By Alana House
Faith groups are constantly at the forefront of human rights initiatives, working as a support system for victims who have suffered a variety of abuse. Religious groups are adept at recognizing the most vulnerable groups within society and work diligently to assist them. This too is the case as human beings acknowledge that the latest target of abuse is the earth itself, suffering at the hands of human-caused climate change.
Scientific Findings Lead To Climate Change Initiatives
Over the years scientists studying climate change have provided evidence that due to human activity, the Earth is facing several environmental issues including global warming. Overuse of fossil fuels has led to pollution on the land, sea and even in our atmosphere through carbon emissions.
Research has shown that the amount of carbon dioxide in the atmosphere has risen about 25% when compared to pre industrial levels, before the year 1958. Scientists have documented that the presence of greenhouse gases has caused a rise in the Earth’s average temperature. Effects of the climate crisis can be witnessed in the destruction and degradation of the environment due to melting glaciers, deforestation and desertification.
People from all of the planet have begun to strive for environmental justice through the establishment of climate action projects. These initiatives to help reverse climate change include engineering renewable energy systems, establishing sustainable agriculture practices, and employing strategies to protect natural organisms and the environment.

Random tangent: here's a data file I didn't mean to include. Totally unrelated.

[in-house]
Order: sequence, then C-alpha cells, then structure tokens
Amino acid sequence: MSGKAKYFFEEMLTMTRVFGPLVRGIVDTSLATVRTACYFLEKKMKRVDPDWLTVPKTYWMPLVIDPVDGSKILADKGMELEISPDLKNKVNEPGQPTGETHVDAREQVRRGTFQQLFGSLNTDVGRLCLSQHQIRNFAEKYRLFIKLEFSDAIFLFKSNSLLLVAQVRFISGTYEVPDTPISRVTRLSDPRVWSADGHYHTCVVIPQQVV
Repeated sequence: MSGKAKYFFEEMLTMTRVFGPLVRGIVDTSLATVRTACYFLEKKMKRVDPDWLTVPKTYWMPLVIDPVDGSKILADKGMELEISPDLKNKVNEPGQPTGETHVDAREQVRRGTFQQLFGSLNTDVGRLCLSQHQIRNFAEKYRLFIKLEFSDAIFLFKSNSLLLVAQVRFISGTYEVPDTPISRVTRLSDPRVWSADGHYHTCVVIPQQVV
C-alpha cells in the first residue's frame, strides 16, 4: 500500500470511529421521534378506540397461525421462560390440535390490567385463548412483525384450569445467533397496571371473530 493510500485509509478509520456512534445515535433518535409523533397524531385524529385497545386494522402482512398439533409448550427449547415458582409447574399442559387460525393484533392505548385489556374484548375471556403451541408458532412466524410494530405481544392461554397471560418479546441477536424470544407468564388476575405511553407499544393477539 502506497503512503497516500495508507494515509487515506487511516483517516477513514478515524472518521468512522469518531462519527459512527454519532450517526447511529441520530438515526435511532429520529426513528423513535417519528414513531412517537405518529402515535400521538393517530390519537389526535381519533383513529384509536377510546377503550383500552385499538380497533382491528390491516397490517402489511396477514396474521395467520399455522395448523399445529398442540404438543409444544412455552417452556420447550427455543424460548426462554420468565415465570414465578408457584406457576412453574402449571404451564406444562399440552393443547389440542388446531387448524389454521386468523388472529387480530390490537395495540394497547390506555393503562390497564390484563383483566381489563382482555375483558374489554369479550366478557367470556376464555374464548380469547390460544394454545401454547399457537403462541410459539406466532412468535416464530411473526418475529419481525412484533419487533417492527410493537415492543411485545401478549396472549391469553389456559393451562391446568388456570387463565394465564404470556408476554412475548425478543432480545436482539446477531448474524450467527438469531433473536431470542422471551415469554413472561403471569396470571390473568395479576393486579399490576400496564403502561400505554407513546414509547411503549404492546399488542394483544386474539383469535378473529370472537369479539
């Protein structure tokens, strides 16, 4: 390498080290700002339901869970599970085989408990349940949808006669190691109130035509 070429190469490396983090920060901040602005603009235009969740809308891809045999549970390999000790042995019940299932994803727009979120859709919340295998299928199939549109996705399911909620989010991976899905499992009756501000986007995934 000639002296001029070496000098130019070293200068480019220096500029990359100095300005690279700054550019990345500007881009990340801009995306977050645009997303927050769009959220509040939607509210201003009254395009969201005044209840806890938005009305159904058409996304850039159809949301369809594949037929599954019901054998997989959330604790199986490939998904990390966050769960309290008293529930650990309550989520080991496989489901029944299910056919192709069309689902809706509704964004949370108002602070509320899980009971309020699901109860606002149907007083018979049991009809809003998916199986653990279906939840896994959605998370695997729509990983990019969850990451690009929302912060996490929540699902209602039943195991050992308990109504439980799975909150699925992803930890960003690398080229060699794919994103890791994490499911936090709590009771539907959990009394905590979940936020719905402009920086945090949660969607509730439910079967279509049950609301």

Examples Of Faith Supported Environmental Sustainability
Governments have displayed limited support in terms of climate change politics. Unfortunately, the presence of a yearly climate conference or a world council hindered by bureaucratic restraints is just not enough to take on the climate crisis. It has become the sacred duty of faith groups to band together in order to protect god’s creation.
Faith Groups Recognizing Climate Change
Indigenous peoples, Hindu groups, Sikh temples, faith traditions and all world’s religions must be part of making addressing climate change a moral imperative. Religious leaders and religious organizations must become an example of good stewards to other world leaders and for future generations in their fight against climate change.
Faith based organizations that play a major role in the fight against climate change include national places of worship. The Protestant Church of England has developed a plan of action, known as the RouteMap, that will be utilized to achieve carbon neutrality by 2030. In order to reduce their carbon footprint, the Church looks to end their reliance on fossil fuels and implement methods of clean energy in their buildings. The National Lutheran Church of Finland and Sweden share similar goals, planning to be climate neutral in the year 2030 as well.
Many faith leaders continue to be the embodiment of righteous action which includes promoting the care and protection of Mother Earth. One of the faith leaders that has stepped out among the others is Pope Francis, the head of the Catholic Church and sovereign of the Vatican City state. In 2015, Pope Francis made his first comment on climate change, backing the validity of climate science, as few faith leaders had done before. The Pope asserted that climate change is one of the greatest threats facing humanity, and that it is the responsibility of the faith community to engage in climate action to ensure the Earth’s longevity.
Nonprofit Faith Communities
Connecting the communities of belief, politics and science together is exemplified through the United Nations Faith for Earth initiative. The mission of UNEP faith, is to engage with the interfaith community in order to achieve the sustainable development goals. This branch of the United Nations continues to encourage faith communities to become stakeholders in the climate crisis, while also taking part in tangible initiatives such as environmental cleanups.